Let me tell you a story about my introduction to interdisciplinary dentistry. After I had been in private orthodontic practice for about 5 years, I thought that I had a good grip on the clinical knowledge that I needed to manage my patients. In fact, I had just secured the adult referrals from one of the finest restorative dentists in my community. Life was good.
Then one afternoon, my receptionist received a call from this fine restorative dentist, who told her that he wanted to take me to dinner to discuss something. Since I was busy with a patient, I asked my receptionist to find out why he wanted to take me to dinner. She stated that he would tell me when we met. Frankly, at that time in my life, my wife and I were busy raising children, and going out for dinner with a referring dentist wasn’t that convenient. But he was a good referral source, and I did not want to offend him. So, I agreed to meet with him.
What I did not know was that he had similarly called a periodontist, an endodontist, a pediatric dentist, and an oral and maxillofacial surgeon and invited them to the same dinner. In fact, when we met, we were all rather surprised that the group was so large. This nice restorative dentist had reserved a small conference room at a local hotel and had prearranged for dinner to be served to our group at his cost. Nice guy. But I knew that there must be a motive for this gathering. Then, when dinner was finished, the restorative dentist asked the servers to clear the plates, leave the coffee, and close the door on their way out of the room.
When the door was shut, the room became quiet. We, the “specialists,” were waiting for the explanation of why we had been called together. Then the nice restorative dentist shared his vision with us. He told us that he was changing his style of practice. No longer was he going to extract any teeth. He would send all extractions to the oral surgeon at the table. No longer would he restore teeth in children. He would refer all children to the pediatric dentist sitting to my right. No longer would he do any more root canal therapy. He would refer all of these patients to the endodontist across from me. No longer would he treat periodontal patients. He would refer those to the periodontist who was sitting to my left. Finally, he had never done any orthodontics and said that he would refer all of his orthodontic patients to me. You see, his plan was to limit his practice to implants and esthetic dentistry. At that time, these were 2 new and emerging areas in dentistry.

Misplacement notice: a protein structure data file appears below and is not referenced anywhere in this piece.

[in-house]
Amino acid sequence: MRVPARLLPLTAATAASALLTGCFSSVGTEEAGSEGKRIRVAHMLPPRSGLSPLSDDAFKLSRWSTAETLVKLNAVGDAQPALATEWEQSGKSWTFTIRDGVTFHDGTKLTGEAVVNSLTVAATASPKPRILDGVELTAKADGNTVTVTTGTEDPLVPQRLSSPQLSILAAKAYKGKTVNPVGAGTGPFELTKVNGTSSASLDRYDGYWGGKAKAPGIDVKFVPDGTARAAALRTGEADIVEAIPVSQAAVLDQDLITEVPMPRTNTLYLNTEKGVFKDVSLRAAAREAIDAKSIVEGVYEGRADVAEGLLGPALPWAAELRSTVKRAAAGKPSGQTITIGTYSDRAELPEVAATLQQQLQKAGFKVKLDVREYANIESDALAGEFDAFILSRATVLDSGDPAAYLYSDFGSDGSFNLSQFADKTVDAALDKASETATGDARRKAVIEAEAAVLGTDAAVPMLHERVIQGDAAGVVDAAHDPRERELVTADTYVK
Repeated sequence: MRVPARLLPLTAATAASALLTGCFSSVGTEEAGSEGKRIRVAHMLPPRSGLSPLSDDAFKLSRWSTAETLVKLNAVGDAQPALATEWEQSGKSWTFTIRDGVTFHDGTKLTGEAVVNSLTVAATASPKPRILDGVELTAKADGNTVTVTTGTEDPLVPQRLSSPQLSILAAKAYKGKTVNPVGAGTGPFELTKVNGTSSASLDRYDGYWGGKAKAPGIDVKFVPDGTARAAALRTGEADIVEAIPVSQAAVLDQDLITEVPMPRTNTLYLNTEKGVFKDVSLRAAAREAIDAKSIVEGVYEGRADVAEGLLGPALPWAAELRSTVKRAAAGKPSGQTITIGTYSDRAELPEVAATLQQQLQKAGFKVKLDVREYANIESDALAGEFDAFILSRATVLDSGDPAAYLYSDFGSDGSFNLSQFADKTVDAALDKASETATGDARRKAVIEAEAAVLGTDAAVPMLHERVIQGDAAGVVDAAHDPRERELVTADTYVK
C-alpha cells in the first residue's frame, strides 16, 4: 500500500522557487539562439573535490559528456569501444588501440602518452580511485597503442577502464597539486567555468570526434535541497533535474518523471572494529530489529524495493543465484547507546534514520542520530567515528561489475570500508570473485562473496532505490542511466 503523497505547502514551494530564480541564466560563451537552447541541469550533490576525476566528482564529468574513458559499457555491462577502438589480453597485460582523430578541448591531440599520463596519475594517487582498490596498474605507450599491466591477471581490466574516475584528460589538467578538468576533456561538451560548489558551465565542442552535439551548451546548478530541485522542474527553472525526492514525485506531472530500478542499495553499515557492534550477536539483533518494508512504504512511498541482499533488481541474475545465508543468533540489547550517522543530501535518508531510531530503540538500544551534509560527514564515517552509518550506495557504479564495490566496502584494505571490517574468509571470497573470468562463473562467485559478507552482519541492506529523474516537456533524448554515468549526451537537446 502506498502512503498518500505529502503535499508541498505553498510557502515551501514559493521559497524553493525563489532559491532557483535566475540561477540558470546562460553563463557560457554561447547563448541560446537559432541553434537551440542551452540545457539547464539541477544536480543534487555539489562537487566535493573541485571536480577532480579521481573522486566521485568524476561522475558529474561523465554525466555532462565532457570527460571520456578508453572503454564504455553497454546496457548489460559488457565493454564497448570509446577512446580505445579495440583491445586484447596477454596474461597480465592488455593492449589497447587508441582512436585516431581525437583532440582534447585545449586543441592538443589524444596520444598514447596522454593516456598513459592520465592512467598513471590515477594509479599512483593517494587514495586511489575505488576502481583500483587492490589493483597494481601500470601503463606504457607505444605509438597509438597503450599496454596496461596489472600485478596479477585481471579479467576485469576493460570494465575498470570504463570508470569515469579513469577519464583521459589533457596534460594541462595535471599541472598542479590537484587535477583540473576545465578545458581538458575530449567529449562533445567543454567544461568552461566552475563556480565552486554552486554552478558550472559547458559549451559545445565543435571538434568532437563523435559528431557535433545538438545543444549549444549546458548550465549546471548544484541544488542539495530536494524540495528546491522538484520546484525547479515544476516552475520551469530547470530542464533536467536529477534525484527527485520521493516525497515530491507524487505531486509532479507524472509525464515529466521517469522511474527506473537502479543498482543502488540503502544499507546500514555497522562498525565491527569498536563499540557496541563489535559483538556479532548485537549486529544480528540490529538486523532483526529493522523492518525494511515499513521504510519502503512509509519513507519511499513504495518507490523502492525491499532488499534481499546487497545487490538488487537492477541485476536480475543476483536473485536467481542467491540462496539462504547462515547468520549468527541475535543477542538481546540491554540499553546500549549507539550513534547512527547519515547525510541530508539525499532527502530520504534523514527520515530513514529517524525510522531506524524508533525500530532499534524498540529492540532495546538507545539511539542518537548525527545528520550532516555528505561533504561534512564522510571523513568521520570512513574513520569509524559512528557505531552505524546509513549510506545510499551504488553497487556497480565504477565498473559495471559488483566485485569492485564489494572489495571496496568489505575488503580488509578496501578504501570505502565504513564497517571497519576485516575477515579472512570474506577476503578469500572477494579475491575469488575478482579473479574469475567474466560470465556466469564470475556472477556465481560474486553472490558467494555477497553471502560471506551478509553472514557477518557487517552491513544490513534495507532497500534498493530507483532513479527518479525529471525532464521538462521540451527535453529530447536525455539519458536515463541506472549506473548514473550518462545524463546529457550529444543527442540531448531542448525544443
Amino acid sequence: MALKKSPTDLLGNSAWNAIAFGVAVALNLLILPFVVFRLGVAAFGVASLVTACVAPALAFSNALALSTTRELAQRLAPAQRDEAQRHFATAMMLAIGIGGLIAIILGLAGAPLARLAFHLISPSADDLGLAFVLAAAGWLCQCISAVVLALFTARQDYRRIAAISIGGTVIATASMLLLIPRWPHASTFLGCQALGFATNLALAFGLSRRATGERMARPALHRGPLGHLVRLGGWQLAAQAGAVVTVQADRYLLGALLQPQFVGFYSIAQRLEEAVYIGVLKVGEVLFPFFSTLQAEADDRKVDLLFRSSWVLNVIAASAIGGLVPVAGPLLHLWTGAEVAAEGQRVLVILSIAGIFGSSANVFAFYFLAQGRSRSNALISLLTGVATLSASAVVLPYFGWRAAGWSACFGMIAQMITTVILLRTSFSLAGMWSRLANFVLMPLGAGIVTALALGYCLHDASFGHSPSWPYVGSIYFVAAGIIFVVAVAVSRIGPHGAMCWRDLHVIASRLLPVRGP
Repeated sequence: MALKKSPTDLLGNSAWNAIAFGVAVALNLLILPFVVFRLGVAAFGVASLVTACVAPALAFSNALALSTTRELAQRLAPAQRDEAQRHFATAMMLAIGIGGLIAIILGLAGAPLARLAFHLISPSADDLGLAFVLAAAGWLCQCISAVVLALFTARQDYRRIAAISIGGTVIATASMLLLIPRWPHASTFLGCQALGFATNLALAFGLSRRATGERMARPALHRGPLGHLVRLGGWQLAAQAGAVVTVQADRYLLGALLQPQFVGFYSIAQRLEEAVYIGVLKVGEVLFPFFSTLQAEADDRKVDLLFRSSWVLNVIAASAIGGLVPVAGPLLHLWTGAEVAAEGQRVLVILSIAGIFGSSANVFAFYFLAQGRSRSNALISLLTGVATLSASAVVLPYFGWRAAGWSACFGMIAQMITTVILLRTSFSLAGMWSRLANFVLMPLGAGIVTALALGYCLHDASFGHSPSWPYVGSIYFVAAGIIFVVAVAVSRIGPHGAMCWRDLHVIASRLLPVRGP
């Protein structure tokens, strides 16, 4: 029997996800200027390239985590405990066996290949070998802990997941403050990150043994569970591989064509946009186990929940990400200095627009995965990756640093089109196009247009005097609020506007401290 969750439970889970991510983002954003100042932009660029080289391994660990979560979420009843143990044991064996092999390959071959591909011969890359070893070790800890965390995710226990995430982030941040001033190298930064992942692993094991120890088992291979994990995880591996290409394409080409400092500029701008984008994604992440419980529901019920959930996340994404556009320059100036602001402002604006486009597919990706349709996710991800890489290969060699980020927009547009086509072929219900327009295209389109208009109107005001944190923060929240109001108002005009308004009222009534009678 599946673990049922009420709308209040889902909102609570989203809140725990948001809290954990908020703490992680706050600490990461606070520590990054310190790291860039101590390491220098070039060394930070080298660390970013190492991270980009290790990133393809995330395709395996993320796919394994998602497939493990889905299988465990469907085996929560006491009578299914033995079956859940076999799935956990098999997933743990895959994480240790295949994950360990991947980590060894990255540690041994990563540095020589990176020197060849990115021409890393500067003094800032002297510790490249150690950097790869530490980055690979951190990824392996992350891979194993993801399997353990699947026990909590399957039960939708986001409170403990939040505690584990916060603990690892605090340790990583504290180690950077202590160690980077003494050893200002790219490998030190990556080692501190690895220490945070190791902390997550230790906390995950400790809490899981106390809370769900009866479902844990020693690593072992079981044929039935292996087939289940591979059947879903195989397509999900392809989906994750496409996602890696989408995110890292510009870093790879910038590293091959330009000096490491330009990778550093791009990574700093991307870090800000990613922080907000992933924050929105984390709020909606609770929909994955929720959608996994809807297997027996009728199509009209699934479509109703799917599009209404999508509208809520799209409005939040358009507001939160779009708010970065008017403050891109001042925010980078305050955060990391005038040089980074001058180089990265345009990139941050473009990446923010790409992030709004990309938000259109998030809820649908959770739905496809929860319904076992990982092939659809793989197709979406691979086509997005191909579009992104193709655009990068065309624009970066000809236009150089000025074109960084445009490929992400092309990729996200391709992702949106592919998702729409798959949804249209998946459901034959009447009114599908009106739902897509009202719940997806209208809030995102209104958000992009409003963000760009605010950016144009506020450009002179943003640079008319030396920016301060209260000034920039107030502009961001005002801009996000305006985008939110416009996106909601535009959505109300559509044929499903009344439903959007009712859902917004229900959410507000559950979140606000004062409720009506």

I thought this was great: a new pipeline of orthodontic patients. But here was the “catch.” In exchange for receiving his patients, we would agree to meet with him as a group, on a regular basis, to keep him educated about all aspects of dentistry. In this way, he would know how we as specialists could help his patients. At this point, I was wondering why would I want to meet with a group of dentists from different disciplines. After all, I am an orthodontist. I don’t need to know anything about dentistry to treat my patients. But just when I was thinking these thoughts, the nice restorative dentist looked directly at me and said, “And you, the orthodontist who knows nothing about dentistry, perhaps you might learn something by meeting on a regular basis with ‘real’ dentists.” That was certainly a provocative thought.
So, since I did not want to lose his referrals, I agreed. That dinner was 26 years ago. The interdisciplinary study club that was born that evening has been the single most important continuing education vehicle in my professional career as an orthodontist. This group is my lifeline to treating adult patients. In fact, I wonder how other orthodontists can manage to keep up with all of the advances in dentistry that affect the treatment plans of the complicated multidisciplinary patients who are referred to orthodontists today. Do you treat adults? Do you belong to an interdisciplinary study club? Why not?